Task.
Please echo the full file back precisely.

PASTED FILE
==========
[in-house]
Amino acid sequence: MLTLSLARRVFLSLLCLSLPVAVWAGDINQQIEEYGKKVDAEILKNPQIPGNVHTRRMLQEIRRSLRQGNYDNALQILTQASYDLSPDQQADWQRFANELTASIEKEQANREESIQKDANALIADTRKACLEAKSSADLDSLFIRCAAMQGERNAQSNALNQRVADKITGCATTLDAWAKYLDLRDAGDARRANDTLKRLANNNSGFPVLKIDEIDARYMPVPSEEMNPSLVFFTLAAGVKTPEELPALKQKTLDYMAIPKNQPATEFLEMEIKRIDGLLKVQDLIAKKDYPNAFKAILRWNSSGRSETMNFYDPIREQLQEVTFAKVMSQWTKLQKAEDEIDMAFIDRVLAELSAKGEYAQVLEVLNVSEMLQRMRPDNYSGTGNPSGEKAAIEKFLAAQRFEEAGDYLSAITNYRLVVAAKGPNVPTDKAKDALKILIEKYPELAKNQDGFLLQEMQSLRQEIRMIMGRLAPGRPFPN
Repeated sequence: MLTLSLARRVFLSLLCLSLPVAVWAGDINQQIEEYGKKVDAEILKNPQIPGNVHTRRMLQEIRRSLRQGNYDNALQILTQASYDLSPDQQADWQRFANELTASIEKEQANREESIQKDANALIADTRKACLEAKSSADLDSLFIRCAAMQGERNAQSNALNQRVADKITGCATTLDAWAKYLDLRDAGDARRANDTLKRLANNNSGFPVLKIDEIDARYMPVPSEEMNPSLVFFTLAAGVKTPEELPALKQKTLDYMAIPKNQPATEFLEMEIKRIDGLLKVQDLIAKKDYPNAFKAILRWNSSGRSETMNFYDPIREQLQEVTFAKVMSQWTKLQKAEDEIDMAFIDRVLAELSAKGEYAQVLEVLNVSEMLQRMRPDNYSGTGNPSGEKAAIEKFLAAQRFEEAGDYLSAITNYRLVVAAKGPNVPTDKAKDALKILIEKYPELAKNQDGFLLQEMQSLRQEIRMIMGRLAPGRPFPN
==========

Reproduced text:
[in-house]
Amino acid sequence: MLTLSLARRVFLSLLCLSLPVAVWAGDINQQIEEYGKKVDAEILKNPQIPGNVHTRRMLQEIRRSLRQGNYDNALQILTQASYDLSPDQQADWQRFANELTASIEKEQANREESIQKDANALIADTRKACLEAKSSADLDSLFIRCAAMQGERNAQSNALNQRVADKITGCATTLDAWAKYLDLRDAGDARRANDTLKRLANNNSGFPVLKIDEIDARYMPVPSEEMNPSLVFFTLAAGVKTPEELPALKQKTLDYMAIPKNQPATEFLEMEIKRIDGLLKVQDLIAKKDYPNAFKAILRWNSSGRSETMNFYDPIREQLQEVTFAKVMSQWTKLQKAEDEIDMAFIDRVLAELSAKGEYAQVLEVLNVSEMLQRMRPDNYSGTGNPSGEKAAIEKFLAAQRFEEAGDYLSAITNYRLVVAAKGPNVPTDKAKDALKILIEKYPELAKNQDGFLLQEMQSLRQEIRMIMGRLAPGRPFPN
Repeated sequence: MLTLSLARRVFLSLLCLSLPVAVWAGDINQQIEEYGKKVDAEILKNPQIPGNVHTRRMLQEIRRSLRQGNYDNALQILTQASYDLSPDQQADWQRFANELTASIEKEQANREESIQKDANALIADTRKACLEAKSSADLDSLFIRCAAMQGERNAQSNALNQRVADKITGCATTLDAWAKYLDLRDAGDARRANDTLKRLANNNSGFPVLKIDEIDARYMPVPSEEMNPSLVFFTLAAGVKTPEELPALKQKTLDYMAIPKNQPATEFLEMEIKRIDGLLKVQDLIAKKDYPNAFKAILRWNSSGRSETMNFYDPIREQLQEVTFAKVMSQWTKLQKAEDEIDMAFIDRVLAELSAKGEYAQVLEVLNVSEMLQRMRPDNYSGTGNPSGEKAAIEKFLAAQRFEEAGDYLSAITNYRLVVAAKGPNVPTDKAKDALKILIEKYPELAKNQDGFLLQEMQSLRQEIRMIMGRLAPGRPFPN